Education — 21 September 2018

Why the future of education technology is in the cloud

A few short years ago, a survey in UK primary and secondary schools found two thirds (68%) of teachers were concerned that students had a better understanding of computing than they did. Fast forward to today and we’re asking has the education technology gap closed?

Digital Innovation Specialist, and teacher at Basingstoke College of Technology (recent winners of a TES FE award for outstanding use of technology for improving teaching, learning and assessment), Scott Hayden, would argue that the gap still very much exists and the solution lies in collaboration and cloud. In fact, according to him, the acceleration of digital tools has put even more pressure on teachers. And, having spent 10 years teaching students about Creative Arts and Technology, Scott’s been responsible for a bit of a revolution in education technology.

Scott told us he realised very quickly when teaching his own students that most of them knew more about technology than he did. Enlightened by this, he developed a process to work with nominated students to bridge the knowledge gap – something he thinks other schools should be doing as a matter of course. With budgets tight and education technology falling behind, students offer a unique opportunity to teach teachers about how they want to learn.

Identifying the technology challenge in education

“The main challenge schools are facing when it comes to digital is staff education.  Teachers are overworked, underpaid and stressed already.  For the first time, our students know more than we do when it comes to digital.”

While some would view this as a threat – Scott saw it as an opportunity to close the digital skills gap. Scott decided to enlist the help of students to enable teachers to close the digital education gap. A move that has seen him recognised by Ofsted.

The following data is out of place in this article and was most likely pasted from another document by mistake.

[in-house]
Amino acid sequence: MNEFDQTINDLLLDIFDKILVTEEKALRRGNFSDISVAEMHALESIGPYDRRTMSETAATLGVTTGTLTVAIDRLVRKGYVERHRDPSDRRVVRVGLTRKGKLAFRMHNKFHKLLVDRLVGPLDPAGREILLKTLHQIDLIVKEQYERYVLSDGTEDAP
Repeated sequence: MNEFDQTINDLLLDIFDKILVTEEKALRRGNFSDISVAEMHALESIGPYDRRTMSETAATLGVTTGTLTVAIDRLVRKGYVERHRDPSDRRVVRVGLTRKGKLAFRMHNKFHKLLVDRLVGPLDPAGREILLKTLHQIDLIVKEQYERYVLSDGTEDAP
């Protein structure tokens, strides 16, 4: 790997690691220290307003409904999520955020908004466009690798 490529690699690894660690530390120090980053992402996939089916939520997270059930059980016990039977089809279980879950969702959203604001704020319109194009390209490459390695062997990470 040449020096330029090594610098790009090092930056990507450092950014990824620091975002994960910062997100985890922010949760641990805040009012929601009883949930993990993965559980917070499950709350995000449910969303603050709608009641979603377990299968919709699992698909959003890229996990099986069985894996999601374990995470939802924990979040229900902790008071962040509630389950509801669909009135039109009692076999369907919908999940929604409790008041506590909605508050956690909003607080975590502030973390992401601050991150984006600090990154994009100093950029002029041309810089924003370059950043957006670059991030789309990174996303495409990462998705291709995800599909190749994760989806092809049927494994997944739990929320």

He picked a team of “digital leaders” from the student body, to help teachers learn more about the digital tools students are using at home, and how these can be used in the classroom.

Applying an unusual solution

“My digital leaders are like my Trojan horses. Disseminating information much more quickly and effectively than I can.  It’s been interesting to see how the teachers open up to the students much more easily than they do to their peers.  To admit a lack of knowledge to another staff member is like admitting failure or appearing unable to cope – but to work with their own pupils to get a better insight into their world is much more productive and rewarding, for both teachers and students.”

The results

As a result, teaching has been transformed across Further Education at Basingstoke College of Technology.  Students are now using the cloud every day as part of their learning experience –  collaborating on documents, accessing work on the move, at times of their choosing.

Scott says, “It’s totally changed the work ethic amongst our student body. They like the responsibility of taking ownership of how they work.  It’s the same concept as flexible working in business – treat someone like an adult, and they’ll behave like one. I can see students, accessing, collaborating on, and creating documents on the cloud – well outside of class times.  By working in the way that they want we see excitement and passion and dedication every day.”

Increasing knowledge and understanding of cloud tools amongst staff

“Schools need to harness the expertise in their own student body and teachers need to show the humility to learn from pupils.  Cloud tools can improve teaching for teachers, learning for learners and save money from budgets all at the same time.”

It comes down to the fact that students are using collaborative tools all the time in their own lives and Scott believes it’s a fundamental dereliction of duty not to help them use it responsibly and effectively.  How else can we adequately prepare the next generation for the workplace of the future?

“Staff need to learn alongside students how to use mobile devices to collaborate, build communication, and problem-solve in the classroom. This will enable on-demand, bespoke learning that makes teaching easier, and builds more engaging lessons that prepare students for the digital workplace.”

To find out more about education technology, and how it’s improving learning for students, click here. Or, to follow the work Scott is doing in the education sector connect with him on LinkedIn here, or follow him on Twitter here.

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